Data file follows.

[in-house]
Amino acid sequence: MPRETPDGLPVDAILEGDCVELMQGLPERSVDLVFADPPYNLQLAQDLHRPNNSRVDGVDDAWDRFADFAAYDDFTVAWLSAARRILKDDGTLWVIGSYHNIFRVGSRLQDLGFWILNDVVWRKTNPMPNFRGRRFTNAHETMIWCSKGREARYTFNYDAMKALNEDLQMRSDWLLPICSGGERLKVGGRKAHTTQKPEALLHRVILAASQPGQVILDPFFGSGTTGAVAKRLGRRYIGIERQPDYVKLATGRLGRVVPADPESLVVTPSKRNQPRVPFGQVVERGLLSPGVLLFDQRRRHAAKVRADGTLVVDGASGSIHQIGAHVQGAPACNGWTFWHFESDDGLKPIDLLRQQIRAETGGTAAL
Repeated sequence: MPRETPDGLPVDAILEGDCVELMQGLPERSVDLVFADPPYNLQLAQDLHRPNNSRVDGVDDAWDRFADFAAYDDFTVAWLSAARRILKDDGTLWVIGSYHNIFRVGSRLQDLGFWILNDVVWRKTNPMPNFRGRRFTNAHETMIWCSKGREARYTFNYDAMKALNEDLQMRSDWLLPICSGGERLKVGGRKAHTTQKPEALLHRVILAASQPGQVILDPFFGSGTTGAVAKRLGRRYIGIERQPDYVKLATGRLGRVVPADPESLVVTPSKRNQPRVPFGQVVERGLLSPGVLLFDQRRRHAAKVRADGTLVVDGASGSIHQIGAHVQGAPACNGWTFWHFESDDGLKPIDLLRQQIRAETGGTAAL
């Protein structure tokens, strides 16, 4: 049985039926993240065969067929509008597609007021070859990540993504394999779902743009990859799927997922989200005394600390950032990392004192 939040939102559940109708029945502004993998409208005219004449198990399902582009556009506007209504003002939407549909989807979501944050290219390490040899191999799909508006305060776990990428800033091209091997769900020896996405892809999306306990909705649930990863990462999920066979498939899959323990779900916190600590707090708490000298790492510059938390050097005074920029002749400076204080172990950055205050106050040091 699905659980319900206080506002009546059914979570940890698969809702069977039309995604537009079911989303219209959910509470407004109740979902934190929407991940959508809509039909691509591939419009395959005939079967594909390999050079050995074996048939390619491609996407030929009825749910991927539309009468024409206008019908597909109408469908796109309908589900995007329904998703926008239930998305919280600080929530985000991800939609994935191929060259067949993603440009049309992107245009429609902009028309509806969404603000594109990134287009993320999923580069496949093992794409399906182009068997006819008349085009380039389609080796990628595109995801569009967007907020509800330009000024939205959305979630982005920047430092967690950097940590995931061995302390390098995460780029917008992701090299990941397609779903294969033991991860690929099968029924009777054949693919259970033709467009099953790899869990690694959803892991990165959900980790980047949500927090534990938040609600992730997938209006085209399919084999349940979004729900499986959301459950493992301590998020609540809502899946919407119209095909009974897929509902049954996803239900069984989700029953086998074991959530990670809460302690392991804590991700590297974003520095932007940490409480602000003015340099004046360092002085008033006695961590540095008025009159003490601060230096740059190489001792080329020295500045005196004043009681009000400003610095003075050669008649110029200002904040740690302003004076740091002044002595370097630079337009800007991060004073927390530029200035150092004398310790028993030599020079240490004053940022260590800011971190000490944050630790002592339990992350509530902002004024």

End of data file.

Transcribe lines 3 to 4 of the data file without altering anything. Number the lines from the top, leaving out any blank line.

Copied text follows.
Repeated sequence: MPRETPDGLPVDAILEGDCVELMQGLPERSVDLVFADPPYNLQLAQDLHRPNNSRVDGVDDAWDRFADFAAYDDFTVAWLSAARRILKDDGTLWVIGSYHNIFRVGSRLQDLGFWILNDVVWRKTNPMPNFRGRRFTNAHETMIWCSKGREARYTFNYDAMKALNEDLQMRSDWLLPICSGGERLKVGGRKAHTTQKPEALLHRVILAASQPGQVILDPFFGSGTTGAVAKRLGRRYIGIERQPDYVKLATGRLGRVVPADPESLVVTPSKRNQPRVPFGQVVERGLLSPGVLLFDQRRRHAAKVRADGTLVVDGASGSIHQIGAHVQGAPACNGWTFWHFESDDGLKPIDLLRQQIRAETGGTAAL
């Protein structure tokens, strides 16, 4: 049985039926993240065969067929509008597609007021070859990540993504394999779902743009990859799927997922989200005394600390950032990392004192 939040939102559940109708029945502004993998409208005219004449198990399902582009556009506007209504003002939407549909989807979501944050290219390490040899191999799909508006305060776990990428800033091209091997769900020896996405892809999306306990909705649930990863990462999920066979498939899959323990779900916190600590707090708490000298790492510059938390050097005074920029002749400076204080172990950055205050106050040091 699905659980319900206080506002009546059914979570940890698969809702069977039309995604537009079911989303219209959910509470407004109740979902934190929407991940959508809509039909691509591939419009395959005939079967594909390999050079050995074996048939390619491609996407030929009825749910991927539309009468024409206008019908597909109408469908796109309908589900995007329904998703926008239930998305919280600080929530985000991800939609994935191929060259067949993603440009049309992107245009429609902009028309509806969404603000594109990134287009993320999923580069496949093992794409399906182009068997006819008349085009380039389609080796990628595109995801569009967007907020509800330009000024939205959305979630982005920047430092967690950097940590995931061995302390390098995460780029917008992701090299990941397609779903294969033991991860690929099968029924009777054949693919259970033709467009099953790899869990690694959803892991990165959900980790980047949500927090534990938040609600992730997938209006085209399919084999349940979004729900499986959301459950493992301590998020609540809502899946919407119209095909009974897929509902049954996803239900069984989700029953086998074991959530990670809460302690392991804590991700590297974003520095932007940490409480602000003015340099004046360092002085008033006695961590540095008025009159003490601060230096740059190489001792080329020295500045005196004043009681009000400003610095003075050669008649110029200002904040740690302003004076740091002044002595370097630079337009800007991060004073927390530029200035150092004398310790028993030599020079240490004053940022260590800011971190000490944050630790002592339990992350509530902002004024």